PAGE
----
Air Defense: August 21, 2003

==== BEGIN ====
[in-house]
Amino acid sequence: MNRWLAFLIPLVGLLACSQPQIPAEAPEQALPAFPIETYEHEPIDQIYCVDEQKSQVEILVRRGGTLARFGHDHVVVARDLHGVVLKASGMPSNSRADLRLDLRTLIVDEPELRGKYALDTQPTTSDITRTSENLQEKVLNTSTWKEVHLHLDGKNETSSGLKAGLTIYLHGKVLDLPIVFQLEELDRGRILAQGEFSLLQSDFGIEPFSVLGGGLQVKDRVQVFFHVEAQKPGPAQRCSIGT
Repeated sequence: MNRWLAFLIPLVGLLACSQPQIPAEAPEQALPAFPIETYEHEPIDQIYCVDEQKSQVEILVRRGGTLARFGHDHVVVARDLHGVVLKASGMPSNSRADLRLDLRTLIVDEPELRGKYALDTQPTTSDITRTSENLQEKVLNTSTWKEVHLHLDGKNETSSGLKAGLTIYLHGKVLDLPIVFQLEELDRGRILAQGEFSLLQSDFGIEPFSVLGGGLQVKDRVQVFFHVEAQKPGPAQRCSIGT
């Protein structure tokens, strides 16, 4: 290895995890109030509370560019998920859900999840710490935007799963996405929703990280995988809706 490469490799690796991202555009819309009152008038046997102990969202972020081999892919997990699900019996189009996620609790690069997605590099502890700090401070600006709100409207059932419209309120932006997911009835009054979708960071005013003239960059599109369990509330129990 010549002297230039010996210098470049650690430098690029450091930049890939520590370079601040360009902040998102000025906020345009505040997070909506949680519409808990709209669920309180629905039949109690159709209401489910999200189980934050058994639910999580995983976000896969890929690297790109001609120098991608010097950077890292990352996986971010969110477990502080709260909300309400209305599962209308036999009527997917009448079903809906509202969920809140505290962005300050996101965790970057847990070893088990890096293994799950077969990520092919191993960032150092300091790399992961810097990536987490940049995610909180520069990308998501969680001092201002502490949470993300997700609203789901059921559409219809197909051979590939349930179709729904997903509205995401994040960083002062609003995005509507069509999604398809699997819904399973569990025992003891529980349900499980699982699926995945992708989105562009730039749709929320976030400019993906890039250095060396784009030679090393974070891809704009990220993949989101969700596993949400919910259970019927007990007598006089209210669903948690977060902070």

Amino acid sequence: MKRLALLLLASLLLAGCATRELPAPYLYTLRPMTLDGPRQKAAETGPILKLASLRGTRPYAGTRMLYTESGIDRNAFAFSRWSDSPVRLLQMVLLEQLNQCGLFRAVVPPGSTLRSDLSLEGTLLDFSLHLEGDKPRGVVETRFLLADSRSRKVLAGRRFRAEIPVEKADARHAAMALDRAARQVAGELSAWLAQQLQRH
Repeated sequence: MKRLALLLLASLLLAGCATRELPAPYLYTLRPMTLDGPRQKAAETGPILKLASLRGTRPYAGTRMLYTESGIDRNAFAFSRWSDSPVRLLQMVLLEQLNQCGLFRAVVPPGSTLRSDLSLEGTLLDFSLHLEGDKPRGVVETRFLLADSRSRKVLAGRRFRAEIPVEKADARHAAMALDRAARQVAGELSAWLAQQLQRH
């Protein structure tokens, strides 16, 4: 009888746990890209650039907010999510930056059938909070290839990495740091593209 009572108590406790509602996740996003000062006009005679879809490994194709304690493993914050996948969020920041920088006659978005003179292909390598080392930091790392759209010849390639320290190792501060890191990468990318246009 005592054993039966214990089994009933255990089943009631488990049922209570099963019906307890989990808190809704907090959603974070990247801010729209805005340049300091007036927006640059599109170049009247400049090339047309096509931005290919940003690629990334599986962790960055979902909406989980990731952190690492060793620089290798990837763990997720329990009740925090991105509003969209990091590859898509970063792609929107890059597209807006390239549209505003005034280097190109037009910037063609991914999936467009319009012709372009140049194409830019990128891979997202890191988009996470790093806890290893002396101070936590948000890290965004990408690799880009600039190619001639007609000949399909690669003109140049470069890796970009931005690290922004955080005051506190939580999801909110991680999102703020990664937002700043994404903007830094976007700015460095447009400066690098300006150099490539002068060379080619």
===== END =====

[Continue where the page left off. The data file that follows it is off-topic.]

Alexander Smirnov, the designer of the Russian Igla (SA-18) portable surface-to-air missile, insists that his creation cannot take down large commercial aircraft. Experience with missiles like the SA-18 against large military and commercial aircraft seems to confirm this. The missiles are used at low altitude, so the warhead fragments cannot cause explosive decompression of an aircraft. This is what has brought down commercial aircraft when smaller amounts of explosives were used in terrorist bombs. Missiles like the Igla have warheads with about two pounds of explosives, and several more pounds of metal fragments. Last year, Russian troops captured six Igla missiles from Chechen rebels, who had bought them illegally from Russian troops, or thieves who had stolen them from Russian arsenals. At least one, and maybe two, Russian helicopters have been shot down in Chechnya with Igla missiles. Others have been brought down using older Russian missiles. Helicopters are the most common military targets for missiles like the Igla. Helicopters are more vulnerable than fixed wing aircraft, because they often have only one engine, or two that are set close together. Fixed wing warplanes usually don't fly low enough to be hit by these small missiles, and those that do come in low, like the A-10 or Russian Su-25, are designed to take a hit from something like an Igla and survive (although with a lot of damage.)


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